The Amendments define an SOE to include an entity that is controlled or influenced, directly or indirectly, by a government, and also provide that an SOE can be an individual who is acting at the direction of a government or agency, or who is acting under its influence, directly or indirectly. Ownership of the entity by a state is not a requirement. In addition, the Minister of Industry has the discretion to deem that an entity that is otherwise a Canadian controlled entity under the Act is nonetheless an SOE if the Minister determines the entity is ‘controlled in fact’ by an SOE. The Amendments further give the Minister of Industry the right to deem that a proposed investment by an SOE is, in fact, an ‘acquisition of control’ of a Canadian business that is reviewable and subject to approval of the Minister of Industry even though it would not otherwise constitute an ‘acquisition of control’ of a Canadian business for any other foreign investor. Practically speaking, the ‘rules’ (such as they are) require investors to establish, to the satisfaction of the Minister of Industry, that an entity is not ‘controlled in fact’ by an SOE or foreign government, or that an acquisition by an SOE is not an acquisition of ‘control in fact’. 

According to the policy framework for SOE investment issued by the government in December 2012, whether or not there is ‘control in fact’ by an SOE will depend at any given time, on the industry in question and the level of foreign investment by SOEs in that industry at that time. For ‘clarity’, the Canadian government wrote in the Statement Regarding Investment by Foreign State-Owned Enterprises published by the Canadian government following its public announcement that “In applying the ICA, the Minister of Industry will … monitor SOE transactions throughout the Canadian economy … [and] …closely examine the degree of control or influence an SOE would likely exert on the Canadian business that is being acquired; the degree of control or influence an SOE would likely exert on the industry in which the Canadian business operates; and, the extent to which a foreign state is likely to exercise control or influence over the SOE acquiring the Canadian business. Where due to a high concentration of ownership a small number of acquisitions of control by SOEs could undermine the private sector orientation of an industry, and consequently subject an industrial sector to an inordinate amount of foreign state influence, the Government will act to safeguard Canadian interests.”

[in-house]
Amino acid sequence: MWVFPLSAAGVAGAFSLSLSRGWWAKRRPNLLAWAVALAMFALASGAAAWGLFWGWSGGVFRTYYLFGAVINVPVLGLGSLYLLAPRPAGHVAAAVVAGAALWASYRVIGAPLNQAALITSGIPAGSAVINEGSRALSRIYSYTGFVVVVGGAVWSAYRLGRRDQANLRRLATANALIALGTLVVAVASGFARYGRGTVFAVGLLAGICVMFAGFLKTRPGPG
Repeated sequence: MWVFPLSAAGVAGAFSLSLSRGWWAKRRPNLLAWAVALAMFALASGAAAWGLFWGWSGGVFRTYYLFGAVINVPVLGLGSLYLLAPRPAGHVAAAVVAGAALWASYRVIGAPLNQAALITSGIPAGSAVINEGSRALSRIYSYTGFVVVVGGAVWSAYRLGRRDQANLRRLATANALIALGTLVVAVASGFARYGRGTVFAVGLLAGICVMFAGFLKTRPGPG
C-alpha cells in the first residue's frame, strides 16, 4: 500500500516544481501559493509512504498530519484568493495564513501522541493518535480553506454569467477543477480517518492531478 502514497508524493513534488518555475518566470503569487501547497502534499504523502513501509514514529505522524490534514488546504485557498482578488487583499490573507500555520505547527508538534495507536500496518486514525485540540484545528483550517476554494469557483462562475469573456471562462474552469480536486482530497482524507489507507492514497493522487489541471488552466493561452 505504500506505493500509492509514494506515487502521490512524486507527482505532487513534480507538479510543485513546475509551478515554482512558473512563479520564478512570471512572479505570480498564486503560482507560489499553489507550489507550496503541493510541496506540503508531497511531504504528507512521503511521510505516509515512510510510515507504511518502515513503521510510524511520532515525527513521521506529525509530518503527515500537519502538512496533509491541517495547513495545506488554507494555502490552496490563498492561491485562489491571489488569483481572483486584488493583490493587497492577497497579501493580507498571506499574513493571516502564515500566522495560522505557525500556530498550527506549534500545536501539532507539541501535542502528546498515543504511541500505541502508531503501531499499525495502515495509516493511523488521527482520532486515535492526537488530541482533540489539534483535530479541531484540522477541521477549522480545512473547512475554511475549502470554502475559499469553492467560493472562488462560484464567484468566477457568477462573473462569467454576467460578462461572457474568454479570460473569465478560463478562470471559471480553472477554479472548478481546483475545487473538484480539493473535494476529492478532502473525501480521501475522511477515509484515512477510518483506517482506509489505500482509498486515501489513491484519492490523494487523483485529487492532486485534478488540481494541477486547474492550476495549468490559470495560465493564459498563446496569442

This means that what constitutes ‘control in fact’ will apply differently to different investors, in different industries and at different times. For example, the rules are unlikely to apply to Statoil ASA, a Norwegian SOE, in the same manner as they will apply to CNOOC, Sinopec Corp. or PetroChina Company Limited, all of which are Chinese SOEs. But what about the Korea National Oil Corp (KNOC) or the Abu Dhabi National Energy Co. (TAQA), each of which have, thus far, played a welcome role in Canada’s resources sector? And while acquisitions of ‘control in fact’ of Canadian businesses in the oil sands sector have been specifically named, recent experience suggests that the entire resource industry will be impacted.